Ex-running star dreams bigger

Stephanie Price will run a half marathon a year after graduating.

Former Gopher Stephanie Price runs around Lake Calhoun on June 17, 2013, in Minneapolis.

Emily Dunker

Former Gopher Stephanie Price runs around Lake Calhoun on June 17, 2013, in Minneapolis.

by Dane Mizutani

Stephanie Price knows she could complete a marathon with relative ease. But she also knows completing and competing at a high level are two different things.

Price, a former All-American distance runner for the Gophers, will compete in the annual Garry Bjorklund Half Marathon on Saturday in Duluth, Minn.

Like many collegiate runners, Price struggled at first to find a role for running in her life after college, but now she has a coach, a training regimen and a goal — qualifying for the 2016 Olympic Trials in the

Saturday will be the first half marathon of her career, but Price said she’s up for the challenge.

“It scares me because it’s so long, but I’m really excited for it,” said Price, whose longest competitive race to date is 10 kilometers, or a little more than six miles. “I finished my last hard workout and thought to myself, ‘I feel better than I did in college and I finally feel like I’m taking that next step.’”

That next step almost didn’t happen.

Price said she got burned out during her college career and was unsure if she wanted to run recreationally or competitively after college.

 She finished her career with the Gophers last spring and then completed her final semester of nursing school. That subsequent summer served as a learning experience. She trained “semi-seriously” but didn’t have a particular goal.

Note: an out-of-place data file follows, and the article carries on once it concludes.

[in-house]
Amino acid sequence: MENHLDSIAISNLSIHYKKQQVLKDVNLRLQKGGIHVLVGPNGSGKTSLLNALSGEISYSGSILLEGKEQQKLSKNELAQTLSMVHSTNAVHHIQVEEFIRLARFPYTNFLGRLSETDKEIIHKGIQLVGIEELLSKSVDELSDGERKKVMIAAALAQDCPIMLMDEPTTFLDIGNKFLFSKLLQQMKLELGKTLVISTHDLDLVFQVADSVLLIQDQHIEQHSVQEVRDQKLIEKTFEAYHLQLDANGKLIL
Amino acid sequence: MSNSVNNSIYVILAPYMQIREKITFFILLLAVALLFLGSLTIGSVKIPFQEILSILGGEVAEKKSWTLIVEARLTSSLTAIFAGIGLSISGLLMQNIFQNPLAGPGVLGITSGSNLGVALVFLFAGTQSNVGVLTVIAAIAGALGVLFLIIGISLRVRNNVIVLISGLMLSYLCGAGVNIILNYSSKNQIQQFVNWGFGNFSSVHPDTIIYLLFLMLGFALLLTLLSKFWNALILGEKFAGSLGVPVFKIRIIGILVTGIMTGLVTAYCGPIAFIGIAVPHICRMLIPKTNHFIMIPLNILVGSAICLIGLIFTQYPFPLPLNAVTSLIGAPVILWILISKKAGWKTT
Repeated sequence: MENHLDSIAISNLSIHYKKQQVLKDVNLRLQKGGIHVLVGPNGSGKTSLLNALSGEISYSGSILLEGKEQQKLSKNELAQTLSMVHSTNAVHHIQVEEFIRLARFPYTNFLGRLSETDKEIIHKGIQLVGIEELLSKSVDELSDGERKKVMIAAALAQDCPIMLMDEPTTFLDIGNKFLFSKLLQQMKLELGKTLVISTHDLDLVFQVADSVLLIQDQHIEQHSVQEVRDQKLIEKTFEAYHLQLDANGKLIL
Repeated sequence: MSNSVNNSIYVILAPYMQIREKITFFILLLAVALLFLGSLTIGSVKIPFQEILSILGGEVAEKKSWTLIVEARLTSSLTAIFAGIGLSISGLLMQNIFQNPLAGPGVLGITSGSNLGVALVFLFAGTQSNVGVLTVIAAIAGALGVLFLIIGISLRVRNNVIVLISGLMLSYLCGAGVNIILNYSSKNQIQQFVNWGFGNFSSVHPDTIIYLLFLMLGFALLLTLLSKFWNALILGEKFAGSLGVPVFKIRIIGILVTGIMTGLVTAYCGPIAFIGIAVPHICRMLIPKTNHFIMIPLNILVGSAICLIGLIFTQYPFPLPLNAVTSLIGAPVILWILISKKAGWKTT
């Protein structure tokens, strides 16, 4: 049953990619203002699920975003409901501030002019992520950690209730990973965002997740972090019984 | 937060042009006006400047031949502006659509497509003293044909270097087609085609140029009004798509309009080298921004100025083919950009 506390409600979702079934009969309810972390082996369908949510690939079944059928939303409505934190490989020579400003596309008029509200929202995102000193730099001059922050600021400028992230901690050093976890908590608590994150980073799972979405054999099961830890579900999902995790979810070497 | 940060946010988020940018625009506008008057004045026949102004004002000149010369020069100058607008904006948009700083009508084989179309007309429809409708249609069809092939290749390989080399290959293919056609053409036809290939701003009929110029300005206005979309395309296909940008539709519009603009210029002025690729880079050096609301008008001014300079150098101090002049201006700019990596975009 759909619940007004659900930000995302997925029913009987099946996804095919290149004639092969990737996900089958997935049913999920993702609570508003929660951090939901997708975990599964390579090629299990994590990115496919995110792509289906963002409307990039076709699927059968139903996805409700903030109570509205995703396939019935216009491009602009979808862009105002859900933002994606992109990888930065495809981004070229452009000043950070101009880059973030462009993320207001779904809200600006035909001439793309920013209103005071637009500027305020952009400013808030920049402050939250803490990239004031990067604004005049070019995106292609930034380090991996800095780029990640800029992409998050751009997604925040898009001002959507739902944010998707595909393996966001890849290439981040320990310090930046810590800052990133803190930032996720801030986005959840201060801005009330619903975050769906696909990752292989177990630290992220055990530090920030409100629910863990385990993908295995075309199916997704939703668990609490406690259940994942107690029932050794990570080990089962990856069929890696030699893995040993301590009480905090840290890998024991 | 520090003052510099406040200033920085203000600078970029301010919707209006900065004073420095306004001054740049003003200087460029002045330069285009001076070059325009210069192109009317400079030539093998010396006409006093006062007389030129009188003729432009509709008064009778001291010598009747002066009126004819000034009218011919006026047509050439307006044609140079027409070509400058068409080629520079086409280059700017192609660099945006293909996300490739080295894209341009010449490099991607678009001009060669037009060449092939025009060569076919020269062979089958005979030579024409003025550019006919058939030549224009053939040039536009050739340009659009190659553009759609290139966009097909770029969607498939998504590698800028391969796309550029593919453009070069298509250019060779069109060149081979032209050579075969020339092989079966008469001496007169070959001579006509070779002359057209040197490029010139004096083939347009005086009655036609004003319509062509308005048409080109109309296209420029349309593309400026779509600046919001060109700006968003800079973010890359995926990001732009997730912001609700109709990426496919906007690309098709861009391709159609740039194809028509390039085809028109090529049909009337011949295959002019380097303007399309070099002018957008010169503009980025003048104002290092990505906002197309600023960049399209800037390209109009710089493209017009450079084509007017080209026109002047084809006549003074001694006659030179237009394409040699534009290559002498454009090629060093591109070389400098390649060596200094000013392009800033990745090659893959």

She bounced around the idea of running in the Medtronic Twin Cities 10 Mile this past fall, but she got sick before that race and didn’t compete.

That was the turning point.

“It was right after the Twin Cities 10 Mile that I realized that I missed being out there and being really competitive,” Price said.

She was working as a retail associate at the Running Room at the time and met a customer who told her about the Twin Cities Track Club.

That customer passed along Price’s information and through that, she met her current coach Chris Lundstrom.

Lundstrom offered direction to Price’s career. He said he knew immediately that Price had potential to be great.

“I met with her, and she said she was running a good amount, and it turns out she was running like 90 miles a week,” Lundstrom said with a chuckle. “She was serious about it, and I could tell that.”

Lundstrom said the two talked about races Price had competed in previously and said there’s a necessary progression in terms of distance races. That progression starts with half marathons.

Price said she’s hesitant to set a time goal, but a reasonable goal for the half marathon would be an hour and 15 minutes.

She said it’s sometimes difficult to hold back because she knows she can do more. 

“I could go out there and finish a marathon right now — that’d be no problem — but to be highly competitive, I want to let myself develop for that,” she said.

Lundstrom agreed and said he knows Price could already run a marathon, but she would risk injuries by rushing into a race that demands so much. He said he’s confident in the path she’s on, but he has to remind her to dial it back at times.

“She’s always excited to put in the work … so for her, my job is to hold her back a little bit and keep her from doing too much,” Lundstrom said.

Price’s former head coach, Gary Wilson, is familiar with her competitiveness. He said he’s proud of her post-collegiate success and even prouder that she’s being smart about her career.

“I’ve told every kid I’ve ever coached in college to never, ever run a marathon,” he said. “It’s not only demanding, but it can end up being debilitating for runners.

“I’ve seen kids ruin careers because they run marathons way too early in their careers … so she’s doing it the right way, I think.”

Price said her goal is to complete her first marathon next year.

Lundstrom, who’s worked with Price since November, said he’s certain of Price’s abilities as a runner.

“She has not come anywhere near fulfilling her potential yet,” he said. “She can definitely be one of the top runners in the United States.”

Price, however, knows she’s still young in the marathon world.

“I’m always ready to make that next big jump, and I know it’s in me, but I also need to give it time,” she said. “I’m thriving in the environment I’m in right now.”